Wonder ye my conservative bloggers why the howling outrage from this death penalty opponent at the hypocrisy of the Bush administration about crimes against humanity after a previous wink and a nod from our own U.S. government?!?

The dark truth of our involvement in arming Hussein is not even about Democrats or Republicans. During the Cold War years, every president shared the same foreign policy imperative of siding with the enemies of our then number one enemy: the Soviet Union.

Both political parties were wrong. Two, or three, or four wrongs never make a right; and as a nation, we now pay the tragic price for our previous folly.

ALL the US players, be they DEMOCRAT or REPUBLICAN, need to be called out whenever they exploit another conntries people for the "corporatacaracy."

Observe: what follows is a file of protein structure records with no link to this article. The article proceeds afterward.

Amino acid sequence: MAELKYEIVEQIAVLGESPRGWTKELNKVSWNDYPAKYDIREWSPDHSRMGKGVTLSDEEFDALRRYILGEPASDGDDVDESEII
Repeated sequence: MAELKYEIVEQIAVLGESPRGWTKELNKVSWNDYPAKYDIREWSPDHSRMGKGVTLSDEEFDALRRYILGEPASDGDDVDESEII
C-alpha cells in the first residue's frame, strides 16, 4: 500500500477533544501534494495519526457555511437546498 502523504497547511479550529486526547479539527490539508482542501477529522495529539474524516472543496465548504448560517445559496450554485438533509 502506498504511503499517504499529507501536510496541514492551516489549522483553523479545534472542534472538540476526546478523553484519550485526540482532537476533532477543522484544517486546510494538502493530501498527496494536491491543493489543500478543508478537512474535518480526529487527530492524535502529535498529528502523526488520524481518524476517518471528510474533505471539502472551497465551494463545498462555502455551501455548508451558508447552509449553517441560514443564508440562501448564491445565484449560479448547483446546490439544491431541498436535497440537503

It makes enemies for the U.S., it does not benefit the American people, and it takes out the heads of state that the people choose and imposes dictatorships....The American people don't "advocate this....if they only knew "half" of what is done in their names...

We need to leave other countries alone and support the 'native" people in each conntry (not just their exiles...) and allow the folk who live "in" a nation decide what is best for them.

It's pathetic that conservatives cheer the inevitable execution of Saddam as the only excuse left to somehow "justify" this war. Saddam's killing has changed nothing on the ground in that country, except perhaps made it worse. I don't believe for a moment, and neither do most Americans now, that the deaths of 3,000 Americans and tens of thousands of Iraqis was worth it just to get Saddam to hang. Let the ever dwindling number of war supporters cheer if they will. But Saddam's death changed nothing. The death penalty never does.